To the Editor:
On March 11, 2020, the World Health Organization declared the COVID-19 outbreak a
global pandemic. Public health officials have urged communities to minimize transmission
by changing their habits, including posttravel self-isolation, increased hygiene vigilance,
remote working, and social distancing.
To accommodate these measures, radiation therapy departments are adapting by limiting
on-site staff, patient visits, and patient-to-staff interactions, reconciling the
goals of minimizing exposure for both patients and health care providers while maintaining
quality cancer care.
During this pandemic, opportunities exist to reduce patient visits and thus potential
exposure to COVID-19 and to judiciously allocate radiation therapy operation resources
by implementing alternative hypofractionated regimens for select, safe treatment sites.
Radiation therapy for patients with breast cancer represents a significant proportion
of treatment delivery workload in any radiation therapy department. Some centers may
consider omission or deferral of radiation therapy in those patients perceived to
have a lower risk of adverse outcomes, such as patients with ductal carcinoma in situ
or early stage disease with low-risk features. However, with an unknown and potentially
lengthy timeline for the pandemic, many patients and clinicians are not comfortable
with these options. Modeling studies predict that this pandemic may take months to
peak, and these heightened public health measures may remain in place for many months.
Therefore, strategies to adapt to this “new normal” are crucial to maintaining access
to radiation therapy for patients with cancer. Our strategy is based on the appropriate
use of hypofractionation and accelerated partial breast irradiation (APBI).
The focus on breast radiation therapy is crucial because of its significant impact
on radiation therapy resources. The adoption of hypofractionation for patients, including
those requiring locoregional irradiation, and the option of APBI for suitable patients
based on international consensus guidelines can serve to significantly reduce the
number of radiation therapy fractions and, as a result, minimize patient exposure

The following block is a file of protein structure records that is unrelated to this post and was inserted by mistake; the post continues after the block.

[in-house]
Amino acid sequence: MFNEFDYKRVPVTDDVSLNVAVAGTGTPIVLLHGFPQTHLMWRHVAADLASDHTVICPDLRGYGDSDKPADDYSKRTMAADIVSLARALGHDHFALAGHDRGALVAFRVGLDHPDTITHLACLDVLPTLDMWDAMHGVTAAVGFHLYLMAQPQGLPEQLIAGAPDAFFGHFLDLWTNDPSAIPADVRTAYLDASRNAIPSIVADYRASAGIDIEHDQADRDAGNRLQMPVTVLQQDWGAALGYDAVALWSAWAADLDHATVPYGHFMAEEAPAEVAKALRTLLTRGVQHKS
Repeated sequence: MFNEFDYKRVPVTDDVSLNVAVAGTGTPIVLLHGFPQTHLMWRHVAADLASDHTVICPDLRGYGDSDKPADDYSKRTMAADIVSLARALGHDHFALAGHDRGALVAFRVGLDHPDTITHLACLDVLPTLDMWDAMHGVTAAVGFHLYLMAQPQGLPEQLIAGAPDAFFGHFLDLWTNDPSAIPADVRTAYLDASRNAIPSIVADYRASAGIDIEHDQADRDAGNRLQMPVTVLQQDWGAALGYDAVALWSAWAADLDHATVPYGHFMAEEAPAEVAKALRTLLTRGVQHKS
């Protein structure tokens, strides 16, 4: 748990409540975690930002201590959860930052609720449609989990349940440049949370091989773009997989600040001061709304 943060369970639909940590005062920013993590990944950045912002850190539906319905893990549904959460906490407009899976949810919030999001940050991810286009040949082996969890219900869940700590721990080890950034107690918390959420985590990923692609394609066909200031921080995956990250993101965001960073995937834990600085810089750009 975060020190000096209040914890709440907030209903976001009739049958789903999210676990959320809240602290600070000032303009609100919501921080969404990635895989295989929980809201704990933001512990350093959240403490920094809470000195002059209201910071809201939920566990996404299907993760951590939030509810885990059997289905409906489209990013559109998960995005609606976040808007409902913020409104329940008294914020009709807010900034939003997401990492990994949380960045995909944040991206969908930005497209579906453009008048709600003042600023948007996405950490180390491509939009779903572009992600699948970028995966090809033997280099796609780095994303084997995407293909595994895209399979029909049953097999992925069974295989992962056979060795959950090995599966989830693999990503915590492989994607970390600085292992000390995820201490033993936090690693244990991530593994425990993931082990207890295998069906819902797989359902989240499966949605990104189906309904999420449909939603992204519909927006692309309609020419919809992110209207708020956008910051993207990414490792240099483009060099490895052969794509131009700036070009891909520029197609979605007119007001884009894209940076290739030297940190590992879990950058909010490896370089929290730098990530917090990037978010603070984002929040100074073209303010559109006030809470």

during treatment and counteract increased pressure on the health care system.
Hypofractionation regimens, such as 42.5 Gy in 16 fractions or 40 Gy in 15 fractions,
have demonstrated equivalent local control and cosmetic outcomes in most patients
after breast conserving therapy.
Although less commonly used in postmastectomy with regional nodal irradiation, hypofractionation
is comparable to standard fractionation with favorable long-term efficacy results
and low overall toxicity.
More recently, 1-week 5-fraction regimens have been compared with the 40 Gy in 15
fractions whole breast radiation in the UK FAST FORWARD trial for treatment of early
stage disease, with favorable acute toxicity.
We are now awaiting the local control and survival data outcomes from this trial.
Compared with the conventional 5-week fractionation of 50 Gy in 25 fractions, these
shortened courses save patients between 9 and 20 visits to the cancer center.
The evidence supporting APBI for early stage breast cancer is also maturing. In 2019,
2 separate phase 3 randomized control trials—RAPID and NSABP B39/Radiation Therapy
Oncology Group (RTOG) 0413—reported on the efficacy of APBI fractionation regimens
compared with whole breast irradiation.
The results are favorable, showing no statistical difference in overall survival and
comparable local control for patients treated in the APBI arm. The evidence supporting
APBI agrees with the American Society of Radiation Oncology
patient selection guidelines. Many centers have adopted the use of APBI in a limited
capacity, primarily for patients on clinical trials. Publications describing APBI
techniques that meet major trial constraints with simple 3-dimensional conformal techniques,
and more recently advanced techniques for improved dosimetry, are available to support
Implementing an APBI fractionation of 27 Gy in 5 fractions can save a further 10,
11, or 20 treatment visits for select patients.
In our tertiary care facility, the majority of patients with breast cancer (all stages;
intact breast and postmastectomy locoregional) receive the standard 3-week regimen
of 42.5 Gy in 16 fractions. In consideration of COVID-19 and after a multidisciplinary
review, our center is now offering a 5-fraction APBI option for eligible patients.
A review of the last 3 months of patient treatment data was performed at our institution
to determine the impact of this change on radiation therapy resources. Across all
tumor sites, 770 total patients were treated; of these, patients with breast cancer
represented 30% of all delivered fractions. For our patient population, approximately
40% of patients with breast cancer are suitable candidates for APBI. Over a 3-month
span, a 5-fraction regimen of APBI for these eligible patients with breast cancer
could reduce the number of daily treatment visits by approximately 500 and 900 for
16- and 25-fraction regimens, respectively. Across all radiation therapy resources,
this overall reduction is approximately 5% to 10% of total daily fractions.
Flattening the COVID-19 curve may necessitate careful adoption of measures that decrease
interaction within radiation therapy departments and minimize treatment interruptions,
without compromising cancer outcomes. At a time when health care systems aim to minimize
stress on the system’s resources, radiation therapy can do its part to adapt. As noted
by Achard et al,
the use of practical measures to ensure the treatment of patients undergoing radiation
therapy must balance pragmatism and safety. The use of hypofractionated regimens and
APBI may be the treatment option that best fits the balance of patient and staff safety
while maintaining access to quality cancer care during the pandemic.